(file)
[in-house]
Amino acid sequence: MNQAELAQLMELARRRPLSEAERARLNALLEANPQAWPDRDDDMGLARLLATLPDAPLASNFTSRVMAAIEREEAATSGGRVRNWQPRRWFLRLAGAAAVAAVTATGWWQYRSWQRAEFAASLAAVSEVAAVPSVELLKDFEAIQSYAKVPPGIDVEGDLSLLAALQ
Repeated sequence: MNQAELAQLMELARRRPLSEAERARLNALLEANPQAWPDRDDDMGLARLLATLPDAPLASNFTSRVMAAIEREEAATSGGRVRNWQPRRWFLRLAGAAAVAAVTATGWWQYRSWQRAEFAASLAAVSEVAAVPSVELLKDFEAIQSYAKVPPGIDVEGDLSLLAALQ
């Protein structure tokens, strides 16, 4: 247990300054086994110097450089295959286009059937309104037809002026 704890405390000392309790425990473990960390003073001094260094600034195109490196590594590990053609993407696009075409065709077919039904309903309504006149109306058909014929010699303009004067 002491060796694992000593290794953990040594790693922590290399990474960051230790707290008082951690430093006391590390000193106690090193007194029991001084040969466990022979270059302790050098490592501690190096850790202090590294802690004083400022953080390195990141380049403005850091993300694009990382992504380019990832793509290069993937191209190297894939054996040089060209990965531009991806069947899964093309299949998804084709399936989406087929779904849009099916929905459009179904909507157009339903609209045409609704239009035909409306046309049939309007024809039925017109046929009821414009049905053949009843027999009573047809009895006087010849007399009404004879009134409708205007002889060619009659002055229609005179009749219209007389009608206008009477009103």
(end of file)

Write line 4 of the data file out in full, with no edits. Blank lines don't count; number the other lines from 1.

């Protein structure tokens, strides 16, 4: 247990300054086994110097450089295959286009059937309104037809002026 704890405390000392309790425990473990960390003073001094260094600034195109490196590594590990053609993407696009075409065709077919039904309903309504006149109306058909014929010699303009004067 002491060796694992000593290794953990040594790693922590290399990474960051230790707290008082951690430093006391590390000193106690090193007194029991001084040969466990022979270059302790050098490592501690190096850790202090590294802690004083400022953080390195990141380049403005850091993300694009990382992504380019990832793509290069993937191209190297894939054996040089060209990965531009991806069947899964093309299949998804084709399936989406087929779904849009099916929905459009179904909507157009339903609209045409609704239009035909409306046309049939309007024809039925017109046929009821414009049905053949009843027999009573047809009895006087010849007399009404004879009134409708205007002889060619009659002055229609005179009749219209007389009608206008009477009103």